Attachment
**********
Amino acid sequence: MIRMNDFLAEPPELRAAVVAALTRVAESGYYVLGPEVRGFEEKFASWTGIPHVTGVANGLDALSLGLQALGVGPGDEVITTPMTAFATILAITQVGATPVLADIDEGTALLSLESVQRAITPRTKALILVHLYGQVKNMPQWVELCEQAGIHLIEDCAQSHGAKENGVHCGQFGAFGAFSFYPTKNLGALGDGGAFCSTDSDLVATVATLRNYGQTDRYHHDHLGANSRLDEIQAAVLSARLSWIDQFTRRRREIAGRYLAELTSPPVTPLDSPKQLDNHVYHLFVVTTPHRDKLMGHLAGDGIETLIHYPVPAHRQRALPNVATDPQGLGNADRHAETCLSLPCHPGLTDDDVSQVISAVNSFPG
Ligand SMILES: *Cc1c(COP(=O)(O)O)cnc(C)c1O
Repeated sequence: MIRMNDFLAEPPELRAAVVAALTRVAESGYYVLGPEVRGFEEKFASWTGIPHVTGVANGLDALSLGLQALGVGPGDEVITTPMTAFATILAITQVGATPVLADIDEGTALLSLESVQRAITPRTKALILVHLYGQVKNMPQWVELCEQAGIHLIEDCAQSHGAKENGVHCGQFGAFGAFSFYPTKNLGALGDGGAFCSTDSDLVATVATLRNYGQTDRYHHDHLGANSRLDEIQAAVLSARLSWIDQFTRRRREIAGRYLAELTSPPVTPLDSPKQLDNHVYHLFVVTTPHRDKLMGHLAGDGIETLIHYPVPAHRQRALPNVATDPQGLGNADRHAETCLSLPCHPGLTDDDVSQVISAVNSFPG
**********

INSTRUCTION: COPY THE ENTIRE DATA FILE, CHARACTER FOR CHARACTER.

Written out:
Amino acid sequence: MIRMNDFLAEPPELRAAVVAALTRVAESGYYVLGPEVRGFEEKFASWTGIPHVTGVANGLDALSLGLQALGVGPGDEVITTPMTAFATILAITQVGATPVLADIDEGTALLSLESVQRAITPRTKALILVHLYGQVKNMPQWVELCEQAGIHLIEDCAQSHGAKENGVHCGQFGAFGAFSFYPTKNLGALGDGGAFCSTDSDLVATVATLRNYGQTDRYHHDHLGANSRLDEIQAAVLSARLSWIDQFTRRRREIAGRYLAELTSPPVTPLDSPKQLDNHVYHLFVVTTPHRDKLMGHLAGDGIETLIHYPVPAHRQRALPNVATDPQGLGNADRHAETCLSLPCHPGLTDDDVSQVISAVNSFPG
Ligand SMILES: *Cc1c(COP(=O)(O)O)cnc(C)c1O
Repeated sequence: MIRMNDFLAEPPELRAAVVAALTRVAESGYYVLGPEVRGFEEKFASWTGIPHVTGVANGLDALSLGLQALGVGPGDEVITTPMTAFATILAITQVGATPVLADIDEGTALLSLESVQRAITPRTKALILVHLYGQVKNMPQWVELCEQAGIHLIEDCAQSHGAKENGVHCGQFGAFGAFSFYPTKNLGALGDGGAFCSTDSDLVATVATLRNYGQTDRYHHDHLGANSRLDEIQAAVLSARLSWIDQFTRRRREIAGRYLAELTSPPVTPLDSPKQLDNHVYHLFVVTTPHRDKLMGHLAGDGIETLIHYPVPAHRQRALPNVATDPQGLGNADRHAETCLSLPCHPGLTDDDVSQVISAVNSFPG